Ambulances to undergo redesign

An artist’s rendering of the new ambulance design.

MANITOULIN—Ambulances under the Manitoulin-Sudbury District Services Board (DSB) will soon be sporting a new look, thanks to rebranding efforts.

During the winter months, the DSB determined to move away from the emergency medical services (EMS) terminology in favour of ‘paramedic services.’

“The change to paramedic services is meant to better reflect what today’s emergency medical professionals do,” states DSB CAO Fern Dominelli in his first quarter activity report. “Although paramedics will continue to provide emergency medical care, the profession is undergoing an evolution into more than just providing public emergency care. Services such as the community paramedicine program, public access defibrillation program and public education are all examples of programs provided by paramedics throughout the province that are not strictly emergency care related.”

In March, the DSB launched its new paramedic services crest and in April, the new vehicle design logo for its fleet of ambulances. The new crest will be incorporated in the new design.

Emphasis will be placed on the wording of ‘paramedic’ as well as ‘Manitoulin-Sudbury DSB.’ The word ‘ambulance’ will remain, as this is required by provincial legislation.

“The use of ANSI (American National Standards Institute) green/yellow is a major addition to the vehicle design,” explained Chief of Paramedic Services Michael MacIsaac. “This colour does not occur in nature and as such is something that is easily tracked by the human eye.”

“The sweeping lines of the design represent the natural environment within the Manitoulin-Sudbury DSB,” he continued. “The use of blue in the design adds a contrasting colour to the ANSWI green/yellow that has an appealing appearance.”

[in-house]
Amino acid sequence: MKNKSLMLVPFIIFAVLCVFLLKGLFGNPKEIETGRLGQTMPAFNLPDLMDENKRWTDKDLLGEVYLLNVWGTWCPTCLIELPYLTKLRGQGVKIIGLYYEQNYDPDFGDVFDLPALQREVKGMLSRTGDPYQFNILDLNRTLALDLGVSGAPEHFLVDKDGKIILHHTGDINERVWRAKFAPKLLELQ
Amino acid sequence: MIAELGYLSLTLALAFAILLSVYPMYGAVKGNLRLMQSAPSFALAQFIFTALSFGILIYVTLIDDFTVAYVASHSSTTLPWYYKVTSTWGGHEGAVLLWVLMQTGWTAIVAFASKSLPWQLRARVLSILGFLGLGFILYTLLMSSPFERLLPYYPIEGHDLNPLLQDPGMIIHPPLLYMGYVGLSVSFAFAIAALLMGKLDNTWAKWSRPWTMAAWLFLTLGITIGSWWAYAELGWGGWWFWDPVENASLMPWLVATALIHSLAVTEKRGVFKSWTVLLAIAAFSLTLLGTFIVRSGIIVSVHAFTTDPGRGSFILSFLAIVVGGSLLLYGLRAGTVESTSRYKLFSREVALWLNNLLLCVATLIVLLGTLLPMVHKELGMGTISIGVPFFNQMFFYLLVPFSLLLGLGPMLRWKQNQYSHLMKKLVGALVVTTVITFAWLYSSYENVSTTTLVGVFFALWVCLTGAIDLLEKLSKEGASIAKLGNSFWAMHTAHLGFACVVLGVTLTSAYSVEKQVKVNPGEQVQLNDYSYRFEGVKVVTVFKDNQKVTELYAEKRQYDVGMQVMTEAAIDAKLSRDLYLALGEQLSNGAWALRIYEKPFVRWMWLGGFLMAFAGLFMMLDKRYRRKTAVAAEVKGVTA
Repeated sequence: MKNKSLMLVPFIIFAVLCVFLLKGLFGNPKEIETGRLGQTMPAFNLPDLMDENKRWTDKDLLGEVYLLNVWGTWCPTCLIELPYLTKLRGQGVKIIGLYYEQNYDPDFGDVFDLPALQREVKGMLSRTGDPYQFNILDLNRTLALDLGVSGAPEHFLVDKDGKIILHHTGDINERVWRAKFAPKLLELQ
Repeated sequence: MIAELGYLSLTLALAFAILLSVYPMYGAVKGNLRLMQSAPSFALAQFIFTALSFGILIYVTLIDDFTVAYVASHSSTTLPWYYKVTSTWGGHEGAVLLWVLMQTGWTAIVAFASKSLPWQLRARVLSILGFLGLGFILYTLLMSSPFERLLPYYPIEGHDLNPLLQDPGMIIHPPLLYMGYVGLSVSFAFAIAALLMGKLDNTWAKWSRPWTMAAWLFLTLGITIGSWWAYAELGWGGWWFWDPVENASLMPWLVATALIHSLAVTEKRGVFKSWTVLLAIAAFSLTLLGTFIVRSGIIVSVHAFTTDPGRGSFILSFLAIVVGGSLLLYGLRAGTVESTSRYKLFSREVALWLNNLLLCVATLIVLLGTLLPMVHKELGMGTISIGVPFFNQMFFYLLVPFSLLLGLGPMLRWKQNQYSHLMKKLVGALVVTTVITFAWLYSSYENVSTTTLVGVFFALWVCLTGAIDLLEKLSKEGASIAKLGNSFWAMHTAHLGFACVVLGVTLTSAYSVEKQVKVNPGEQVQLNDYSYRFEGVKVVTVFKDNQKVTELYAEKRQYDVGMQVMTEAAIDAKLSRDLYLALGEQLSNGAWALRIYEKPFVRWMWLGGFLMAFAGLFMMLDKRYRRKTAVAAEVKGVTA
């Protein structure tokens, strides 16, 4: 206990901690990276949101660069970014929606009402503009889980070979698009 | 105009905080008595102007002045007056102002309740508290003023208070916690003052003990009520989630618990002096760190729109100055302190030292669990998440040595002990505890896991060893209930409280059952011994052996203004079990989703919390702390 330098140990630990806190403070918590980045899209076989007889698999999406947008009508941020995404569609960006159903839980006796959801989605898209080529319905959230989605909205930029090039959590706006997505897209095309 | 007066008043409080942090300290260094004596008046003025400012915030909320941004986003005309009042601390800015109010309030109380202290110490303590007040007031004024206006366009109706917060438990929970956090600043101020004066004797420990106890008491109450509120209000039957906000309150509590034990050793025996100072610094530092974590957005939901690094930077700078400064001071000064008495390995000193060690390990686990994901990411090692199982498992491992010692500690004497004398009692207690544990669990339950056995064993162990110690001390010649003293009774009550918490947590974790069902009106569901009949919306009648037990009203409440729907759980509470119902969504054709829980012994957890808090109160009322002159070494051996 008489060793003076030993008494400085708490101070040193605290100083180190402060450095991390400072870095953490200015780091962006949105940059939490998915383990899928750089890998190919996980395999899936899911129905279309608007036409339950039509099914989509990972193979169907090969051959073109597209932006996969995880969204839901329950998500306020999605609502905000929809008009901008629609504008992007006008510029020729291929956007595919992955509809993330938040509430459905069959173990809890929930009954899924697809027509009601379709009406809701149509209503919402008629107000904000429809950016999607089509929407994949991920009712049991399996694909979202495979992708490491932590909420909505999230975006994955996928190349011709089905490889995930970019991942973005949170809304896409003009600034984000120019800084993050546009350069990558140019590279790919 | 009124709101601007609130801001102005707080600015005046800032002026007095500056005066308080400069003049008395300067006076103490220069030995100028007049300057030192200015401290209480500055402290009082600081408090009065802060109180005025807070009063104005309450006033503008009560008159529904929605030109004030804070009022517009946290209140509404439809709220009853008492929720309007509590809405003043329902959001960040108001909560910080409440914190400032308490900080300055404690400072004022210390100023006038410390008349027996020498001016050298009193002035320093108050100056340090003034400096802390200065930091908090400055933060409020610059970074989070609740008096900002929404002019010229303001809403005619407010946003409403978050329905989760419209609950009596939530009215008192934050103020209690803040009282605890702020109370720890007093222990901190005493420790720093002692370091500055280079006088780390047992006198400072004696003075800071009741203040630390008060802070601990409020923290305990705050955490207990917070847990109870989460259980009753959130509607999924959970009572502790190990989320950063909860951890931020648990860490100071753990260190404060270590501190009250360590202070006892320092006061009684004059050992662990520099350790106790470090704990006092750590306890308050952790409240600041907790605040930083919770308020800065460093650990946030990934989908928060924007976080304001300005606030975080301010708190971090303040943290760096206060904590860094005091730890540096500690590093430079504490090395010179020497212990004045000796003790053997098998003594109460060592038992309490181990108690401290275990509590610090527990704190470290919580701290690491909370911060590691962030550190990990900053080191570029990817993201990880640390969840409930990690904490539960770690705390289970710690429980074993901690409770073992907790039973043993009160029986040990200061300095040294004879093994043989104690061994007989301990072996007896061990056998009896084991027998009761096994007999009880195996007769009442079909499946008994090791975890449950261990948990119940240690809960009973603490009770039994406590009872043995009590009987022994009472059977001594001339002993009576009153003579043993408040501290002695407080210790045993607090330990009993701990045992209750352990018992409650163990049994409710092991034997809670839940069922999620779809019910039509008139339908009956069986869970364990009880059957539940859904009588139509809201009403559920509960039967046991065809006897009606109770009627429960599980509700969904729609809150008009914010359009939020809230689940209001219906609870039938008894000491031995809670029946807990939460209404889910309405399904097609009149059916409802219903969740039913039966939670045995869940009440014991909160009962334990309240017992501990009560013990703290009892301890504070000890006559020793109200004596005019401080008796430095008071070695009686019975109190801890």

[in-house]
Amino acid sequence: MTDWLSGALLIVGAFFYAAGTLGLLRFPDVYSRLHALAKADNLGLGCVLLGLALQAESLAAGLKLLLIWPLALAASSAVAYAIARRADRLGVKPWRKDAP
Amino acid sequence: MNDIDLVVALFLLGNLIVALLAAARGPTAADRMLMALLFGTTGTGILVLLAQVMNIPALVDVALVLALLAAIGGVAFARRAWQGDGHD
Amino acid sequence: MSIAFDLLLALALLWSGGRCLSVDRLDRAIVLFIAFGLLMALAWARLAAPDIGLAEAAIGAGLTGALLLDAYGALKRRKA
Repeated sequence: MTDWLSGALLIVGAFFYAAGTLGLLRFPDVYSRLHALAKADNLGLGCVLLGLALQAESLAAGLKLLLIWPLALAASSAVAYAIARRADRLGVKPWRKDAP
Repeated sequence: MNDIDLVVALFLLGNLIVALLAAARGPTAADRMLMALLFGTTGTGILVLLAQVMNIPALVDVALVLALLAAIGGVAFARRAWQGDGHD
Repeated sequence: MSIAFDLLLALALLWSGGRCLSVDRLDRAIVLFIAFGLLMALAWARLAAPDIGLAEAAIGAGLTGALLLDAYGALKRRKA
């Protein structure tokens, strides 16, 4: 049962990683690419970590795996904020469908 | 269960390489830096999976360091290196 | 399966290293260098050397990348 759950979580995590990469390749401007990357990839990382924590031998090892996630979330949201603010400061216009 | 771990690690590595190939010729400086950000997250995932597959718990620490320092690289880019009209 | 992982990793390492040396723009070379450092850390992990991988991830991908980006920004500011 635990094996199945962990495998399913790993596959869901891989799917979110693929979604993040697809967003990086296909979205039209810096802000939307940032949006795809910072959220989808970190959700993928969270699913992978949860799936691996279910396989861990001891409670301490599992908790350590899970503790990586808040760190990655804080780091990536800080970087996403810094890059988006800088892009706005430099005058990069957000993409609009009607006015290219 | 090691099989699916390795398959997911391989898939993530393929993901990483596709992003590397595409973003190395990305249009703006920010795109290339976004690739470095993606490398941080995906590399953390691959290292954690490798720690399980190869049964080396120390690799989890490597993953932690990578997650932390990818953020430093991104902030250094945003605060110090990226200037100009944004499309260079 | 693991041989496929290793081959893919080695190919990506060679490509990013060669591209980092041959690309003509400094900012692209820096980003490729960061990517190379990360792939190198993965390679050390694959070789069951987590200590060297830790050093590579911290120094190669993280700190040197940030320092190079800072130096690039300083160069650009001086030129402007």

The chevrons on the rear of the ambulance will remain, but with a change in colour to blue and green.

The price of the rebrand comes in at approximately $5,490 per ambulance, which will occur as new ambulances are introduced to the fleet.

Another change to come to the DSB’s ambulances is the introduction of self-loading stretchers. Self-loading stretchers will help to reduce the physical requirements of lifting for paramedics and reduce the incidents of injury.

Chief MacIsaac noted that the Sudbury fleet has moved to self-loading stretchers and has seen a drastic reduction in paramedic injuries. Since 2008, 42.8 percent of WSIB claims are directly related to stretcher use, he added.

The stretchers come at a (lease) cost of almost $1 million over seven years with the stretchers having a life expectancy of 14 years.

The last week of May was Paramedic Week, with the DSB offering its thanks to the Manitoulin-Sudbury DSB paramedics for all of their hard work.

“I want to say thank you for your dedication, devotion and commitment to the profession and the people you serve,” said DSB chair Les Gamble. “We appreciate that the work you perform often impacts upon your personal and family lives and we recognize that your role is vital for our communities and is an essential piece of our healthcare safety net. You respond to our citizens at their time of greatest need, on the patient’s terms, giving the patient and the community the best that you have to offer and doing what’s best for all.”

“It’s a tough job and no one really wants to see us, but when you need paramedic services, you want to see them quick,” Chief MacIssac addressed the board. “If you see a paramedic, thank them.”